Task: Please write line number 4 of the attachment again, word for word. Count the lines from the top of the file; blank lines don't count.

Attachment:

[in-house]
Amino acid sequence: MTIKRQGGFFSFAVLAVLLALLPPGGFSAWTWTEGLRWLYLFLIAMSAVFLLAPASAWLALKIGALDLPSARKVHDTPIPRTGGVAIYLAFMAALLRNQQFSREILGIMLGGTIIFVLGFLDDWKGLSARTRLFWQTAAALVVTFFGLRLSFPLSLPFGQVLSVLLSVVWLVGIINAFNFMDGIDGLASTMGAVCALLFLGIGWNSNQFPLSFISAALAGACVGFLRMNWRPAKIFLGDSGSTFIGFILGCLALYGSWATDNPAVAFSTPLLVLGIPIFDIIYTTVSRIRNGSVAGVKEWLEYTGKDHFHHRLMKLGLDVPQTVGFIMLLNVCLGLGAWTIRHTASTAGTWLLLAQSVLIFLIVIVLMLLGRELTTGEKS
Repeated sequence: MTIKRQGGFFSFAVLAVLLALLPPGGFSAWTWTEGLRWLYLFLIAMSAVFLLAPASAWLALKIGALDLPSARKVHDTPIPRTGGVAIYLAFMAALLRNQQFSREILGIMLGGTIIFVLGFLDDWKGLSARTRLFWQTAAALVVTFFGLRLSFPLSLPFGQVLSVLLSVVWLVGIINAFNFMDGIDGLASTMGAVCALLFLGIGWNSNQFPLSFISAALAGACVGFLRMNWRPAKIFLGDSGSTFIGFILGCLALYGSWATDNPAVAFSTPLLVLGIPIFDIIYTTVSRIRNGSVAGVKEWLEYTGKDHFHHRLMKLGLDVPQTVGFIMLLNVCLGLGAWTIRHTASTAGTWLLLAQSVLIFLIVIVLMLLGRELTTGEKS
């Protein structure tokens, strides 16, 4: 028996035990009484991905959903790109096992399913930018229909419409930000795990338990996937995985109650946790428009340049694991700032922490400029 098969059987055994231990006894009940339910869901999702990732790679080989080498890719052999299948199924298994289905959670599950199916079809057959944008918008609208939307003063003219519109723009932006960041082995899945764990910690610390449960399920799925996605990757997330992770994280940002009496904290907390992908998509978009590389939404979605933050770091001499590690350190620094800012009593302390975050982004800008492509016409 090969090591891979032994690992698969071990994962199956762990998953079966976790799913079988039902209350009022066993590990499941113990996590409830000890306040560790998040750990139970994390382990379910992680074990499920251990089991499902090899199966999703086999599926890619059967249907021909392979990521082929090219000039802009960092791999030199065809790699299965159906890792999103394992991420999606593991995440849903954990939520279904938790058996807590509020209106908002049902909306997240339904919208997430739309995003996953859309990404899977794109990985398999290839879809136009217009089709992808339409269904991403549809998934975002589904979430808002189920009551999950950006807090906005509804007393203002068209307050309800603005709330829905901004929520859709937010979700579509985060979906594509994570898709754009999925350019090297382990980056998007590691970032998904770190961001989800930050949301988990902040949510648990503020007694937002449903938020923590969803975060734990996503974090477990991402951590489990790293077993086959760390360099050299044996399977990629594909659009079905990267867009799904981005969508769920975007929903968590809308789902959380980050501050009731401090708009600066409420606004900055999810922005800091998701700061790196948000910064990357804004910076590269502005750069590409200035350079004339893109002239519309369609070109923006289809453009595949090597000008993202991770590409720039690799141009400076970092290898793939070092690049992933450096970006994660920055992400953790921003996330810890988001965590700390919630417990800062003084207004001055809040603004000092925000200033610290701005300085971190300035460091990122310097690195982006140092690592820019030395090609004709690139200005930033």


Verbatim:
């Protein structure tokens, strides 16, 4: 028996035990009484991905959903790109096992399913930018229909419409930000795990338990996937995985109650946790428009340049694991700032922490400029 098969059987055994231990006894009940339910869901999702990732790679080989080498890719052999299948199924298994289905959670599950199916079809057959944008918008609208939307003063003219519109723009932006960041082995899945764990910690610390449960399920799925996605990757997330992770994280940002009496904290907390992908998509978009590389939404979605933050770091001499590690350190620094800012009593302390975050982004800008492509016409 090969090591891979032994690992698969071990994962199956762990998953079966976790799913079988039902209350009022066993590990499941113990996590409830000890306040560790998040750990139970994390382990379910992680074990499920251990089991499902090899199966999703086999599926890619059967249907021909392979990521082929090219000039802009960092791999030199065809790699299965159906890792999103394992991420999606593991995440849903954990939520279904938790058996807590509020209106908002049902909306997240339904919208997430739309995003996953859309990404899977794109990985398999290839879809136009217009089709992808339409269904991403549809998934975002589904979430808002189920009551999950950006807090906005509804007393203002068209307050309800603005709330829905901004929520859709937010979700579509985060979906594509994570898709754009999925350019090297382990980056998007590691970032998904770190961001989800930050949301988990902040949510648990503020007694937002449903938020923590969803975060734990996503974090477990991402951590489990790293077993086959760390360099050299044996399977990629594909659009079905990267867009799904981005969508769920975007929903968590809308789902959380980050501050009731401090708009600066409420606004900055999810922005800091998701700061790196948000910064990357804004910076590269502005750069590409200035350079004339893109002239519309369609070109923006289809453009595949090597000008993202991770590409720039690799141009400076970092290898793939070092690049992933450096970006994660920055992400953790921003996330810890988001965590700390919630417990800062003084207004001055809040603004000092925000200033610290701005300085971190300035460091990122310097690195982006140092690592820019030395090609004709690139200005930033």